Dr. Zammit and his team focused their evaluation on a cohort of 6356 adolescents, all 12 years of age, who participated in a semistructured interview for psychosis-like symptoms (PLIKS). This interview included 12 core questions, which covered hallucinations, delusions, and experiences of thought interference during the past 6 months.

Data on parental substance use were obtained from self-report postal questionnaires completed by the mother at 8, 18, and 32 weeks of pregnancy and at 2, 21, 33, and 47 months after giving birth, and from the father at 18 weeks of pregnancy and at 2, 8, and 21 months after birth.

Of these mothers, 1219 (19.3%) smoked tobacco, 4372 (70.0%) drank alcohol, and 157 (2.5%) used cannabis at least once during pregnancy.

Maternal Tobacco Use Increased Risk for PLIKS

At the end of this cohort study, a total of 734 of the children (11.6%) were rated as having suspected or definite PLIKS, and 300 of these children (4.7%) had definite symptoms.

The investigators found that maternal tobacco use during pregnancy was strongly associated with an increased risk for suspected or definite PLIKS in their offspring (adjusted odds ratio [OR], 1.20; 95% confidence interval [CI], 1.05 – 1.37; P = .007). This risk further increased based on frequency of tobacco use.

In addition, "the offspring of mothers who used tobacco only in their third trimester had a greater risk of developing any suspected or definite PLIKS than offspring whose mothers smoked only in the first trimester (OR, 2.1; 95% CI, 0.96-4.59; P = 0.063)," report the authors.

After adjusting for confounders and maternal smoking during pregnancy, paternal smoking during pregnancy, maternal smoking postpregnancy, or maternal cannabis use were not associated with any suspected or definite PLIKS.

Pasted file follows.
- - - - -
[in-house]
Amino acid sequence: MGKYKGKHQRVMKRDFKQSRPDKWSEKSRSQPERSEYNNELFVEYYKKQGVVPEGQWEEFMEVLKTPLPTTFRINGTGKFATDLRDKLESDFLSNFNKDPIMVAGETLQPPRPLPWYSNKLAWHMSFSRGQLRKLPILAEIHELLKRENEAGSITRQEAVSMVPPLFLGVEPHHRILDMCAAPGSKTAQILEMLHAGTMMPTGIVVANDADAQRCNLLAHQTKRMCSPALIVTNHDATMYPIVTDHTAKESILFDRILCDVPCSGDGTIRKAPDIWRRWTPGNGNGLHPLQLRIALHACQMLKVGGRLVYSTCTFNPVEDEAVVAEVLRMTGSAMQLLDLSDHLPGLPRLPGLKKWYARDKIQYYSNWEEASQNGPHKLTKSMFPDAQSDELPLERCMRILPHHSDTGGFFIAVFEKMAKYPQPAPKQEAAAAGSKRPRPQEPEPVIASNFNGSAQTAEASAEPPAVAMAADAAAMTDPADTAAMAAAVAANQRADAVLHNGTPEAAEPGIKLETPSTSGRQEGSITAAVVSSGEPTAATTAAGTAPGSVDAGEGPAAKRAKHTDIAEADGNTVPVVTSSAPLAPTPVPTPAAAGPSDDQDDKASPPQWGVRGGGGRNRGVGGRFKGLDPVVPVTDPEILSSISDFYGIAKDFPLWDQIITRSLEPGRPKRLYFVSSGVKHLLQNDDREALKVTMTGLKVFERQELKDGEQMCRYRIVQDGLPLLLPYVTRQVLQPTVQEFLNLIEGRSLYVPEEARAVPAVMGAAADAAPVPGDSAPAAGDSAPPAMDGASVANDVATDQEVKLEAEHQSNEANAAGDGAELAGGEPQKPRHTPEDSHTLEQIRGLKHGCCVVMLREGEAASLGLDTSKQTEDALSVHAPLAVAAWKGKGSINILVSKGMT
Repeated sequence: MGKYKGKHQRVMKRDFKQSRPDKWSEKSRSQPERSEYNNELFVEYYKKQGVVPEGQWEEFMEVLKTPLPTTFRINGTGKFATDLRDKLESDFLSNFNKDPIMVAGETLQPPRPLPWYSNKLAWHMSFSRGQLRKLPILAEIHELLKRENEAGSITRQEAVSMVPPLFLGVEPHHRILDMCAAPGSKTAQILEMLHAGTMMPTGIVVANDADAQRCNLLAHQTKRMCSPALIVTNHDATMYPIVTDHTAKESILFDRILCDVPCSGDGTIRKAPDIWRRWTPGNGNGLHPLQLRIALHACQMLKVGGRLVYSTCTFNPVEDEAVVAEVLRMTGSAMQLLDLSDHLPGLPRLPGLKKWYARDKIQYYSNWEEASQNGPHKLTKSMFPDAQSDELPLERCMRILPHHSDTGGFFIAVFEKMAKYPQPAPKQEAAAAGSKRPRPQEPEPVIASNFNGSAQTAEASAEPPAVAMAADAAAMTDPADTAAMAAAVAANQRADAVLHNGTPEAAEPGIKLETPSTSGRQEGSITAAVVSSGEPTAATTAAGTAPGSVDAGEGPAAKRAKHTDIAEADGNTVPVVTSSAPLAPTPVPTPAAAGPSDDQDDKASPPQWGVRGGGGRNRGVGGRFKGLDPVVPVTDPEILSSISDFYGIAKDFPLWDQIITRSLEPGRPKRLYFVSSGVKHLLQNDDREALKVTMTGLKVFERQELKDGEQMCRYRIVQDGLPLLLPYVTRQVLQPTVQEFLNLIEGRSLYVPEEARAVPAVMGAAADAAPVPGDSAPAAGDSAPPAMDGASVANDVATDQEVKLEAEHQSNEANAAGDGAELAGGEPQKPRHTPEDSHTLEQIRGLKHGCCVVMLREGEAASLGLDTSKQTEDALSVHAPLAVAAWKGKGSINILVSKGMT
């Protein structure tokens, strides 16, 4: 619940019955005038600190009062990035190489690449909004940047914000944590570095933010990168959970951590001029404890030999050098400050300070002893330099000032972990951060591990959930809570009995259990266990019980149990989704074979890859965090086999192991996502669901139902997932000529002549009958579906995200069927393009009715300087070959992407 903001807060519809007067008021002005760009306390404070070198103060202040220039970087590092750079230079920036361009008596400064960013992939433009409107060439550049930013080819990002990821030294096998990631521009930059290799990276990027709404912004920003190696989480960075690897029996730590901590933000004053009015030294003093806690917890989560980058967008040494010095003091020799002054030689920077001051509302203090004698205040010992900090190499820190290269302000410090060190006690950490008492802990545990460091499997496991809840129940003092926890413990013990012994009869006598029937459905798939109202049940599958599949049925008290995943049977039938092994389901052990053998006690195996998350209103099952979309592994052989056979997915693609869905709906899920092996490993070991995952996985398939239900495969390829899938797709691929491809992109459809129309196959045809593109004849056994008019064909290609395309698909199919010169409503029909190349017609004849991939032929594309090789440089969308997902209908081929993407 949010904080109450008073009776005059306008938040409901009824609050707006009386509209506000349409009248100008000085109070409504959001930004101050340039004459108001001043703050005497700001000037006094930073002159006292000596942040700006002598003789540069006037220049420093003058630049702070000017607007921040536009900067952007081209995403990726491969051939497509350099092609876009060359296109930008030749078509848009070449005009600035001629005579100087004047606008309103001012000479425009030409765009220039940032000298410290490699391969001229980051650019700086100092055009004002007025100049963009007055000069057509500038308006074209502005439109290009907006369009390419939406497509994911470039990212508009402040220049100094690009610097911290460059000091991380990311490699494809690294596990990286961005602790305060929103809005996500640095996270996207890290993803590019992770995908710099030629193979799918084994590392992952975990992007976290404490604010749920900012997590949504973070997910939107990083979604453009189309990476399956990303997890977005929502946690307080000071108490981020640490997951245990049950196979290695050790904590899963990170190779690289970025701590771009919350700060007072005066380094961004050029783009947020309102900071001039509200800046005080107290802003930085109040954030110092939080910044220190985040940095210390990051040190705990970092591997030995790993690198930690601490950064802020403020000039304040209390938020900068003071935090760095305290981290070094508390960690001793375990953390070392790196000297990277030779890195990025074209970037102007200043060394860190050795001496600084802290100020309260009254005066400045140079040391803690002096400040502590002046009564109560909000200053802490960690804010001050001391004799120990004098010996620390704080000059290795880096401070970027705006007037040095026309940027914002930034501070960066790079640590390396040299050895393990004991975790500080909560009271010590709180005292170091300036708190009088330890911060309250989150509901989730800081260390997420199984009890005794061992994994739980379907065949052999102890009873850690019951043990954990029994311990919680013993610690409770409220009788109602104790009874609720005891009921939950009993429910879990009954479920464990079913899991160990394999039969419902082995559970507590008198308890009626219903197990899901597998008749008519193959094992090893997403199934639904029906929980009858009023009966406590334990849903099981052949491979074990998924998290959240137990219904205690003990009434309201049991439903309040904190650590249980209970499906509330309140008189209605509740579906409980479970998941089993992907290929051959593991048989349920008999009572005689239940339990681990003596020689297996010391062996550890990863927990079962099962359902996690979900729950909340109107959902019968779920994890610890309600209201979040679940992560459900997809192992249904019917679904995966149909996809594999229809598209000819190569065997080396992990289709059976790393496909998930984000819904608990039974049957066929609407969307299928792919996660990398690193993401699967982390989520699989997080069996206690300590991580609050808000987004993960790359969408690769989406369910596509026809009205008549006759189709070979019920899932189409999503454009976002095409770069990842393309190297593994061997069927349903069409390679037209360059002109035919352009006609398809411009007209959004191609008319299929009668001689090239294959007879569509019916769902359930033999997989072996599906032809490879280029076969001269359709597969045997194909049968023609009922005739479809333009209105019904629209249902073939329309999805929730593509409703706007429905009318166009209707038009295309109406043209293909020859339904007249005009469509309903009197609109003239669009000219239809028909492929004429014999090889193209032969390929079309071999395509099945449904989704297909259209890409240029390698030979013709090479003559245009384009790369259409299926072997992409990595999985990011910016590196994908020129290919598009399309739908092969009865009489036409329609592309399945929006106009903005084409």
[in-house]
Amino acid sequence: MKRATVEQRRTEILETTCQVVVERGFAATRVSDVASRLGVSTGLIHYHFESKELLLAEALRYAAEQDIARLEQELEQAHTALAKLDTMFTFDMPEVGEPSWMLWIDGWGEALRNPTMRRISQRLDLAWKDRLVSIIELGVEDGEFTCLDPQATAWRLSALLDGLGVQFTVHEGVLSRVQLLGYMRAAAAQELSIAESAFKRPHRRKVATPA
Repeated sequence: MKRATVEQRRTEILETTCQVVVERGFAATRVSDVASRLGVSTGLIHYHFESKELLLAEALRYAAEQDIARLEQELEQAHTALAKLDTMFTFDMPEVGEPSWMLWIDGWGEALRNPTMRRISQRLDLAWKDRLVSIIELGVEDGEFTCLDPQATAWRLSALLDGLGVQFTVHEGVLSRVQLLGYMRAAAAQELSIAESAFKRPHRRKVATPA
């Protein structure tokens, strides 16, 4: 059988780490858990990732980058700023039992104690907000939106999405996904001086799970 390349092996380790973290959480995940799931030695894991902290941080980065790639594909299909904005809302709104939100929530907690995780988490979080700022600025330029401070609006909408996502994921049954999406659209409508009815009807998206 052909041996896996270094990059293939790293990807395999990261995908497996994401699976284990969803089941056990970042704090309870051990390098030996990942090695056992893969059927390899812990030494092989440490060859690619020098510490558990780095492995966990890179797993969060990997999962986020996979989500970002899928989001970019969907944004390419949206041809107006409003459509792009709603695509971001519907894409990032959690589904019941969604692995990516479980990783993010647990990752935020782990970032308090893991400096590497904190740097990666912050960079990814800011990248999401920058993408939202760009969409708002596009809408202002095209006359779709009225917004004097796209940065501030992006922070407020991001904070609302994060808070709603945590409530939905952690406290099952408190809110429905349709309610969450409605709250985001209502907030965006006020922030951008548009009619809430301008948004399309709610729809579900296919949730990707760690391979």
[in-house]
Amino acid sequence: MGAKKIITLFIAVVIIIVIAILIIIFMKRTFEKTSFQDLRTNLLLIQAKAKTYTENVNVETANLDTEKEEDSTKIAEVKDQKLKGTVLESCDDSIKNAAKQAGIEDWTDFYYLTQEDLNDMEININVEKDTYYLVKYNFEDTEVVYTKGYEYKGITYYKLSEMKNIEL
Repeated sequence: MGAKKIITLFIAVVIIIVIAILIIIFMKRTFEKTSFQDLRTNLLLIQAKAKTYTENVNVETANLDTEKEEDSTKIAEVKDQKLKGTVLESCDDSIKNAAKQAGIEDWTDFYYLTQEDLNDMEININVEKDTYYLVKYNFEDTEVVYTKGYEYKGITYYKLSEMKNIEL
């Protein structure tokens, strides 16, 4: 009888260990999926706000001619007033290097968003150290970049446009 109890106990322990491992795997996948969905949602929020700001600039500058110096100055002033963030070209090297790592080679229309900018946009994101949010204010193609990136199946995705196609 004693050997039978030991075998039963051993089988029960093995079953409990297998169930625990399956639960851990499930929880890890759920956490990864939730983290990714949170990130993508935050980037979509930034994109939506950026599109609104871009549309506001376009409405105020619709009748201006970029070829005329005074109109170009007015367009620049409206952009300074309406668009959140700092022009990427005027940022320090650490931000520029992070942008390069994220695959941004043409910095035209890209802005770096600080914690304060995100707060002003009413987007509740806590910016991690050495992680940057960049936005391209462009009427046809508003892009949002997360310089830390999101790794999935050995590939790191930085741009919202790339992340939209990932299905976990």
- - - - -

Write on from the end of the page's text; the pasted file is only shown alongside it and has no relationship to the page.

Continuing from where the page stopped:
Although maternal alcohol use did show a nonlinear association with psychotic symptoms, this effect was found almost exclusively in the offspring of the 25 women who drank more than 21 units weekly.

Future Studies Needed

"Maternal smoking during pregnancy was associated with an increased risk of psychotic symptoms in the children, with evidence of a dose-response effect whereby risk of PLIKS was highest in the offspring of mothers who smoked most heavily," write the study authors.

"If our results are non-biased and truly reflect a causal relationship, we can estimate that about 20% of adolescents in this cohort would not have developed psychotic symptoms if their mothers had not smoked," they add.

Study limitations included missing data resulting from attrition and wave nonresponse, as well as possible underreporting of substance use (including cannabis, which is illegal in the United Kingdom).

"Hopefully this will encourage more research into the effects of tobacco on brain development in utero, and increase understanding of how any disruptions of brain development can impact risk of psychosis," Dr. Zammit concluded.

This study was supported by the Wellcome Trust Grant, with additional funding to Dr. Zammit through a Clinician Scientist Award from the National Assembly for Wales. The other study authors have disclosed no relevant financial relationships.

Br J Psychiatry. 2009;195:294–300. Abstract